Thursday, March 14, 2013

Thursday, March 14, 2013 8:21 am by Cristina in , ,    No comments
Slate's The Vault features Charlotte Brontë's tiny book Something about Arthur, which is kept at the Harry Ransom Center.
Before they wrote world-famous novels, the four Brontë children—in descending order of age: Charlotte, Branwell, Emily, and Anne—constructed elaborate fantasy worlds. The family was reclusive, and the children were educated at home; they spent most of their time with each other. Together, Charlotte and Branwell (who was the only Brontë brother) created a world called Angria, while Emily and Anne concentrated on an island they named Gondal. As part of their play, the siblings wrote many books, poems, and magazines.
Few of Emily and Anne’s Gondal-related texts survive. Charlotte and Branwell’s Angria works have fared better. Charlotte’s Something About Arthur is one of these miniature volumes, and is held by the Harry Ransom Center at the University of Texas at Austin.
The pages of Something About Arthur, which Charlotte wrote in 1833 at age 17, measure 2.25 by 3.6 inches. The book is 25 pages in length, and some of that scant real estate is claimed by a 42-line poem. In a foreshadowing of the Brontë sisters’ later interest in love and the class system, its plot follows two aristocratic brothers, one of whom narrates the story of the other’s romantic encounter with a poor, but worthy, peasant girl.
Why did the adolescent Brontës produce books in miniature? Some scholars have posited that the young Brontës wanted to hide the content from disapproving adult eyes. Their aunt, who supervised their educations, would not have liked this kind of whimsy. In her post on the books, the Ransom Center’s Kelsey McKinney reports another commonly accepted theory: the mini volumes were made for toy soldiers that became a part of the siblings’ fantasy world. Since the toy soldiers were small, the books would need to be tiny as well. (Rebecca Onion)
Click here to see the pictures that go with the article.

The Daily Trojan debates the eternal spring break question of classics vs beach reads/bestsellers.
Yet, we almost rarely channel our literary energies into these sorts of texts alone. Most high school students were exposed to J.D. Salinger’s The Catcher in the Rye or F. Scott Fitzgerald’s The Great Gatsby, yet also managed to make time to read J.K. Rowling’s Harry Potter series or Dan Brown’s The Lost Symbol. Similarly, reading Emily Brontë’s Wuthering Heights or Charles Dickens’ Great Expectations might be mandatory for some college-level English classes, yet college students still find time to relax and enjoy recent bestsellers such as Gillian Flynn’s Gone Girl and Ian McEwan’s Sweet Tooth. [...]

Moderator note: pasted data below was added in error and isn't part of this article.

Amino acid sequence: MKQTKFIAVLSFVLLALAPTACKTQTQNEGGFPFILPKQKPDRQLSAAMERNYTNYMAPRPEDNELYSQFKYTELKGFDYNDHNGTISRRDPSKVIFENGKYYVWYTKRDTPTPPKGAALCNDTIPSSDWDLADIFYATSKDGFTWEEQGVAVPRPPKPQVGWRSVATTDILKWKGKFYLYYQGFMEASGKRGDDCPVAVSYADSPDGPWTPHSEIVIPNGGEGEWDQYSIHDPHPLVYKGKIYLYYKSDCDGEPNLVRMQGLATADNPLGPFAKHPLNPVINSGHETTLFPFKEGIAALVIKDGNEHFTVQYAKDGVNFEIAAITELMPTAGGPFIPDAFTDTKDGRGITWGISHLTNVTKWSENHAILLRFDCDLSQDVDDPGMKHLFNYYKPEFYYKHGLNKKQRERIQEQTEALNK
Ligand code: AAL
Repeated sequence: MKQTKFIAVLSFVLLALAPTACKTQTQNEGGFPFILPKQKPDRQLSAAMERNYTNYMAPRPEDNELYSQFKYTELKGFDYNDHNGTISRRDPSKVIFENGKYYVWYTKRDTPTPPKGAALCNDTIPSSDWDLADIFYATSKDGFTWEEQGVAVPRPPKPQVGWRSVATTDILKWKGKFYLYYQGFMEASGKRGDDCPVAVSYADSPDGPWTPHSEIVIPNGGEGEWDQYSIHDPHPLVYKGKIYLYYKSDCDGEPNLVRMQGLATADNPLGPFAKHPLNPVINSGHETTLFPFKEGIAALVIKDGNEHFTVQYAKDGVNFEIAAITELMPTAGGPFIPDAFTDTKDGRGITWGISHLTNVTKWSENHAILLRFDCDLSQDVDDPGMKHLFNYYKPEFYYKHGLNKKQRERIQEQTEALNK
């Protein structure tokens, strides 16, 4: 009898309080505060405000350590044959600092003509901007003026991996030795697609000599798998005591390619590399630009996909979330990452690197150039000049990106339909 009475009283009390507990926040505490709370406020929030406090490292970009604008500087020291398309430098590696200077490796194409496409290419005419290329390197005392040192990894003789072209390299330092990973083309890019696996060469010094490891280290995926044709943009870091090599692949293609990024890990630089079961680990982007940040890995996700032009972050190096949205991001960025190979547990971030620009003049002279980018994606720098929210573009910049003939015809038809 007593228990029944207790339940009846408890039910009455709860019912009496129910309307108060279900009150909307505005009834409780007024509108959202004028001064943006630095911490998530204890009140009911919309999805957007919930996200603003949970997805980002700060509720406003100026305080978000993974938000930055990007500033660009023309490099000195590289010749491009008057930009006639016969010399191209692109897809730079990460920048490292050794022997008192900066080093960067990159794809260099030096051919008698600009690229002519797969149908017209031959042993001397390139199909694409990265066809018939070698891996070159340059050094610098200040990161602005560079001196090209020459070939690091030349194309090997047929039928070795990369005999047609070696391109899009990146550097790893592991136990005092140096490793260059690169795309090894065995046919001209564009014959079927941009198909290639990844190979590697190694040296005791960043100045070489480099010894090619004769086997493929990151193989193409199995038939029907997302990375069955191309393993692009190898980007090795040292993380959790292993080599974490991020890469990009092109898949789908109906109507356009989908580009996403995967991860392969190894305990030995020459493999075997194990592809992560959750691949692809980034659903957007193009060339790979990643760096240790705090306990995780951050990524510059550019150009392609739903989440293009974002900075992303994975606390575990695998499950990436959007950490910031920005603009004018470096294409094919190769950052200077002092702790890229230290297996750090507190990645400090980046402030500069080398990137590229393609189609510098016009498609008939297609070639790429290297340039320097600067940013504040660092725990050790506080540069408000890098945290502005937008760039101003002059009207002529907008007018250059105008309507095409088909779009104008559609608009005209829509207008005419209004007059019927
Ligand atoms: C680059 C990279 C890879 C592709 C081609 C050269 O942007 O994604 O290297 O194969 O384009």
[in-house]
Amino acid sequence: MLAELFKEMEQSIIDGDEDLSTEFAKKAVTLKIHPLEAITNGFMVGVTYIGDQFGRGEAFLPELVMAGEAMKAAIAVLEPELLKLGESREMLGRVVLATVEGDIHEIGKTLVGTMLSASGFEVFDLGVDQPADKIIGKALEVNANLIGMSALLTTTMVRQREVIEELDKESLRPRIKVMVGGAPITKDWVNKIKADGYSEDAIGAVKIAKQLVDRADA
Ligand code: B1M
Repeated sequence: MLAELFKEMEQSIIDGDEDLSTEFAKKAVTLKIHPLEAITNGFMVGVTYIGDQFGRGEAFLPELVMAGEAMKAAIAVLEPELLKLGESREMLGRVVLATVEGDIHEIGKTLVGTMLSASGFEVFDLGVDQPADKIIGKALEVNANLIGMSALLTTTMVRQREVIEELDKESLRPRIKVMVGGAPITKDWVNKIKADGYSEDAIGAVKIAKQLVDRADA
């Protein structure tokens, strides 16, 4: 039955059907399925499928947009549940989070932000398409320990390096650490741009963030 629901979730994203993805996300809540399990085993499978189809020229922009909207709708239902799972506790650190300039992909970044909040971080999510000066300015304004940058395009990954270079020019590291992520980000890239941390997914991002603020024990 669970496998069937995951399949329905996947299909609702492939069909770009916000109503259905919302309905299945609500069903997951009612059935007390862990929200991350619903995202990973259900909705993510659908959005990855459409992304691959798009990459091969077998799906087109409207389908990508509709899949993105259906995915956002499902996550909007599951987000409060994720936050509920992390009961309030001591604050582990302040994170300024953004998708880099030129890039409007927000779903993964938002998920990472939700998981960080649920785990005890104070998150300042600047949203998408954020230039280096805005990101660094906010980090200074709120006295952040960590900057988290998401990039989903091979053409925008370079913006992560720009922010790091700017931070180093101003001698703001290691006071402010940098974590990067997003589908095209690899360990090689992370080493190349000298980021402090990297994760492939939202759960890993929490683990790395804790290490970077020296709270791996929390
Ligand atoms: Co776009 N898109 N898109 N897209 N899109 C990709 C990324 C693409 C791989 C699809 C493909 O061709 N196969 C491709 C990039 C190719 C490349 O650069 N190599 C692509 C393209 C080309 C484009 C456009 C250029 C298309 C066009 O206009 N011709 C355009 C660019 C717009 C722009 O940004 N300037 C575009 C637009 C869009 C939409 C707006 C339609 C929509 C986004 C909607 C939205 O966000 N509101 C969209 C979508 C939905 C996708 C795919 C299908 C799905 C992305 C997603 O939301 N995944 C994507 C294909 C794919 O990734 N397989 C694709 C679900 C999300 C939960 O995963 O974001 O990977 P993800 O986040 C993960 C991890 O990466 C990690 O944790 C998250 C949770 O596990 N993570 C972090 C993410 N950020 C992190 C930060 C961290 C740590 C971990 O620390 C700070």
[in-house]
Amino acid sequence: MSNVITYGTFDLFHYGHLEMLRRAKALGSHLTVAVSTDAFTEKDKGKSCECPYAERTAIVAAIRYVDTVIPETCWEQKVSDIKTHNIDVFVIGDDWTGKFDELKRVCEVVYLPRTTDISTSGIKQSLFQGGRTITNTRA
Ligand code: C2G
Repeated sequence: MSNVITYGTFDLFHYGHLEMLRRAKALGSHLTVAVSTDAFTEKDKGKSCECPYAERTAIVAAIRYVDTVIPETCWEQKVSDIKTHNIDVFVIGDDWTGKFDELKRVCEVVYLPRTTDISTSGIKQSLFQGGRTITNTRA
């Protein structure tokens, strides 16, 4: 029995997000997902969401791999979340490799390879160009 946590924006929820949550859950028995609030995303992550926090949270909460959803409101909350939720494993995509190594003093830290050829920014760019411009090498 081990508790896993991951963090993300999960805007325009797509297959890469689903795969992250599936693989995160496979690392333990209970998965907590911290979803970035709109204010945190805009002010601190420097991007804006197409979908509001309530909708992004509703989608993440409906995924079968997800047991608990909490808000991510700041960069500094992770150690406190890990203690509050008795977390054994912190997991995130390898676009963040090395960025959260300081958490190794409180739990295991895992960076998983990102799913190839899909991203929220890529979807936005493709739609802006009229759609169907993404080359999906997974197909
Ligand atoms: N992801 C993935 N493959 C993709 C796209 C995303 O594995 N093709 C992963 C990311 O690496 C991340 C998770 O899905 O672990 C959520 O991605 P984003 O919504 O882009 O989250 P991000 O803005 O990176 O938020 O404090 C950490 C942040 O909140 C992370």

More importantly, relying on the “literary elite” doesn’t always pay off at the time of a novel’s publication. After all, much of what we define as “classic literature” today was met with poor critical reviews when first released. The Catcher in the Rye might have received praise from The New York Times during its publication in 1951, but other outlets found Holden Caulfield’s voice in the novel whiney and overly pessimistic. Brontë’s Wuthering Heights went largely ignored by the reading public and received mixed reviews at its 1847 release. (Carrie Ruth Moore)
TGCOM24 (Italy) features the recent survey on Italy's favourite literary heroine.
Al terzo posto si piazza Jane Eyre, indicata dal 9% del campione. La protagonista dell’omonimo romanzo di Charlotte Brontë, dopo un'infanzia in orfanotrofio e innumerevoli privazioni, riesce a studiare, coltivando i suoi talenti. Diventa istitutrice di una bambina, pupilla di un gentiluomo: Anche Jane deve affrontare molti ostacoli e pregiudizi sociali, ma arriverà a conquistare un orizzonte sereno, dopo aver dato prova di rettitudine e determinazione.
Tra le altre eroine della letteratura scelte dai booklovers di Libreriamo ci sono donne altrettanto famose e affascinanti, come Jo March di “Piccole Donne”, Catherine Earnshaw di “Cime tempestose”, Anna Karenina, Madame Bovary, Penelope de l’ “Odissea”, Bertha Tompson, Eva Luna, Sao di “Controvento”, Emerenc di “La Porta”, Clorinda dalla “Gerusalemme Liberata” e Lady Machbeth. (Translation)
The Captain's Log discusses film adaptations of books while El diario (Spain) has an article on the artist and film director José Ramón Larraz who
Entre medias, trabajó como fotógrafo de moda y de prensa, y realizó adaptaciones a la fotonovela de "Ana Karenina" de Léon Tolstoi y de "Cumbres Borrascosas" de Emily Brontë, experiencias que le ayudarían en su transición entre el medio del cómic y el cinematográfico. (Translation)
MSN India recalls that Michael Caine
- adopting the stage moniker “Michael Scott” – began his acting career in 1953, in a small-town production of Wuthering Heights. (Thomas Oakey)
The Telegraph and Argus announces the opening on March 22nd of the Heaven is a Home exhibition at the Brontë Parsonage Museum. Radio Europa Liberă (Romania) interviews a student who is reading Wuthering Heights. Readerling posts about Jane Eyre. The Hooded Utilitarian discusses Anne Brontë and The Tenant of Wildfell Hall.


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